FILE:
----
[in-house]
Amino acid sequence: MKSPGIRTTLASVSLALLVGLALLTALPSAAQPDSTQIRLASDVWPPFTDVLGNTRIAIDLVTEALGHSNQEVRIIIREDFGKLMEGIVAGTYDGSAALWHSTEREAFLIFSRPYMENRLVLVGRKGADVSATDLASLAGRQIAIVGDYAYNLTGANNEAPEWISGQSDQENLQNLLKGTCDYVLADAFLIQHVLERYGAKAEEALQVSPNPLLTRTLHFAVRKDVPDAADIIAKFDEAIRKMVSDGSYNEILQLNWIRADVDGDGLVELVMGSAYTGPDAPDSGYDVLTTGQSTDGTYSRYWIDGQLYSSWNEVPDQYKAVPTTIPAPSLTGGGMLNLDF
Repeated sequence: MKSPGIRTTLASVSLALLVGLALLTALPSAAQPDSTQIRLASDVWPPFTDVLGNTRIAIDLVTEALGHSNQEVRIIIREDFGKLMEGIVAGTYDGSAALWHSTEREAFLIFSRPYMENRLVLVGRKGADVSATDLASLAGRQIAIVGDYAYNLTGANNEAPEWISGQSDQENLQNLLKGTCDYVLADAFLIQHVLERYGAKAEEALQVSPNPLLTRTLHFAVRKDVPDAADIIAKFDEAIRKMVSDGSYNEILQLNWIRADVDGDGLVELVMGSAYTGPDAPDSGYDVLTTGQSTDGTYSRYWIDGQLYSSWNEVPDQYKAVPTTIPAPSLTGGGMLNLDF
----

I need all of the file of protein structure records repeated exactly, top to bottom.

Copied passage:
[in-house]
Amino acid sequence: MKSPGIRTTLASVSLALLVGLALLTALPSAAQPDSTQIRLASDVWPPFTDVLGNTRIAIDLVTEALGHSNQEVRIIIREDFGKLMEGIVAGTYDGSAALWHSTEREAFLIFSRPYMENRLVLVGRKGADVSATDLASLAGRQIAIVGDYAYNLTGANNEAPEWISGQSDQENLQNLLKGTCDYVLADAFLIQHVLERYGAKAEEALQVSPNPLLTRTLHFAVRKDVPDAADIIAKFDEAIRKMVSDGSYNEILQLNWIRADVDGDGLVELVMGSAYTGPDAPDSGYDVLTTGQSTDGTYSRYWIDGQLYSSWNEVPDQYKAVPTTIPAPSLTGGGMLNLDF
Repeated sequence: MKSPGIRTTLASVSLALLVGLALLTALPSAAQPDSTQIRLASDVWPPFTDVLGNTRIAIDLVTEALGHSNQEVRIIIREDFGKLMEGIVAGTYDGSAALWHSTEREAFLIFSRPYMENRLVLVGRKGADVSATDLASLAGRQIAIVGDYAYNLTGANNEAPEWISGQSDQENLQNLLKGTCDYVLADAFLIQHVLERYGAKAEEALQVSPNPLLTRTLHFAVRKDVPDAADIIAKFDEAIRKMVSDGSYNEILQLNWIRADVDGDGLVELVMGSAYTGPDAPDSGYDVLTTGQSTDGTYSRYWIDGQLYSSWNEVPDQYKAVPTTIPAPSLTGGGMLNLDF